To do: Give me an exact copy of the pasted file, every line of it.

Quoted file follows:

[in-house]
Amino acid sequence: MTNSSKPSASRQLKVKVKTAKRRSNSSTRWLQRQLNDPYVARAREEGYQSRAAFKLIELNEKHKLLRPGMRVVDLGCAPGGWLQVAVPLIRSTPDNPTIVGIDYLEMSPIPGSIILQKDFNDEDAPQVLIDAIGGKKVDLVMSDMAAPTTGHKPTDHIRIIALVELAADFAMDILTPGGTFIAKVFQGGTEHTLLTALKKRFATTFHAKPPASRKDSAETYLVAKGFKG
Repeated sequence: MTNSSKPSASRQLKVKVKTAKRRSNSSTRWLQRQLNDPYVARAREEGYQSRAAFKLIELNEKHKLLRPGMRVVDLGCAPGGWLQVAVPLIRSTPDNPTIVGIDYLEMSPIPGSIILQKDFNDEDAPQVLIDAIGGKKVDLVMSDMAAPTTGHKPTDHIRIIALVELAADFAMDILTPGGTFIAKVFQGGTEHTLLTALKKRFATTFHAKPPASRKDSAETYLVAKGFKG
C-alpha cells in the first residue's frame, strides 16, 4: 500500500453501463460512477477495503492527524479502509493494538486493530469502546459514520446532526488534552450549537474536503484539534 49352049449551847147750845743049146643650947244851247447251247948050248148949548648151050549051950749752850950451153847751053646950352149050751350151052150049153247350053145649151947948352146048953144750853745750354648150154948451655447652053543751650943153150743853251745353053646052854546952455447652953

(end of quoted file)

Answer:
[in-house]
Amino acid sequence: MTNSSKPSASRQLKVKVKTAKRRSNSSTRWLQRQLNDPYVARAREEGYQSRAAFKLIELNEKHKLLRPGMRVVDLGCAPGGWLQVAVPLIRSTPDNPTIVGIDYLEMSPIPGSIILQKDFNDEDAPQVLIDAIGGKKVDLVMSDMAAPTTGHKPTDHIRIIALVELAADFAMDILTPGGTFIAKVFQGGTEHTLLTALKKRFATTFHAKPPASRKDSAETYLVAKGFKG
Repeated sequence: MTNSSKPSASRQLKVKVKTAKRRSNSSTRWLQRQLNDPYVARAREEGYQSRAAFKLIELNEKHKLLRPGMRVVDLGCAPGGWLQVAVPLIRSTPDNPTIVGIDYLEMSPIPGSIILQKDFNDEDAPQVLIDAIGGKKVDLVMSDMAAPTTGHKPTDHIRIIALVELAADFAMDILTPGGTFIAKVFQGGTEHTLLTALKKRFATTFHAKPPASRKDSAETYLVAKGFKG
C-alpha cells in the first residue's frame, strides 16, 4: 500500500453501463460512477477495503492527524479502509493494538486493530469502546459514520446532526488534552450549537474536503484539534 49352049449551847147750845743049146643650947244851247447251247948050248148949548648151050549051950749752850950451153847751053646950352149050751350151052150049153247350053145649151947948352146048953144750853745750354648150154948451655447652053543751650943153150743853251745353053646052854546952455447652953